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Recruiting a Public Workforce

Recruiting and retaining public employees has been difficult for many years.
man with red hair and glasses

Since the pandemic and with Baby Boomers retiring it has become more difficult in North Dakota and across the country. The American Federation of Teachers (AFT) Public Employee Program and Policy Council created a task force, which I am co-chairing, to study the issue with a goal of coming up with recommendations to help public employers meet their employee needs and help our fellow union members provide vital public services. 

Public employment was a coveted job in the past, but today public service is not a job of choice. 

One reason cited by many potential employees is the lack of competitive wages and the ability to advance. Public employee wages have failed to keep up with the private sector. In the Jan. 7, 2022, PEW article “Government Wage Growth Lags Private Sector by Largest Margin on Record,” it was noted that nationally public employee wages lagged the private sector, which saw much stronger gains as the economy recovered. The Labor Department data indicated that year-over-year growth rates for hourly private sector jobs now exceed that of state and local government workers by the largest margin on record. 

Over many years, salary appropriations passed by the North Dakota Legislature failed to keep up with inflation and the growth in the labor market, resulting in wages on average lagging the market by 12%. The 2023 Legislature took a step forward to close some of the pay gap by appropriating for salary increases of 6% and 4% for the biennium, as well as providing funding for equity adjustments for those employees furthest behind market.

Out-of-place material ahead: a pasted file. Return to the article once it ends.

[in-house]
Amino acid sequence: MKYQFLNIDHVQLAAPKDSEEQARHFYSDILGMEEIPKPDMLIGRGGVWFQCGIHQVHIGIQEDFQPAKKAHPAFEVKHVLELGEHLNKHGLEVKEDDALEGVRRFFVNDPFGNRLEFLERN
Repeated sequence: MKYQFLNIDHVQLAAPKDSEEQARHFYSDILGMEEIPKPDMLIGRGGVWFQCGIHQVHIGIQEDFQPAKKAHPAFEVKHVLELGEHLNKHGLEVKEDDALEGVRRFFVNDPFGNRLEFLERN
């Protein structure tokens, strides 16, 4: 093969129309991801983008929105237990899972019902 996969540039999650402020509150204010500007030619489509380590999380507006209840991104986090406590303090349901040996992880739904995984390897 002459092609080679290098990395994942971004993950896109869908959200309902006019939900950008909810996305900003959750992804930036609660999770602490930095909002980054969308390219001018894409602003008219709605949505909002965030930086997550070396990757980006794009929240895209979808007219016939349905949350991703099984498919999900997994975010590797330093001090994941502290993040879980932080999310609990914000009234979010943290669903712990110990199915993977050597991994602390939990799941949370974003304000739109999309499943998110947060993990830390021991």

This one salary adjustment will not solve North Dakota’s recruitment and retention problem as money is not the only issue that employees are looking for in a great job, but it will surely help. The AFT task force has looked at issues important to employees including work life balance, flexible schedules, ability to work remotely, and total compensation including benefits. Research shows that a defined benefit pension plan plays a significant factor in enabling states to recruit and retain employees. The NDPERS defined benefit plan will close Dec. 31, 2024, creating another hurdle to overcome in recruiting staff. 

The AFT Task Force report will be released on Nov. 17, 2023, at the AFT Public Employee Conference in Baltimore, Maryland. 

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With more than 11,500 members across the state, NDU supports equal opportunities for success for ALL North Dakota students, and respect and support for all educators. NDU members are teachers, community college professors, speech pathologists, bus drivers, secretaries, retired educators and student teachers.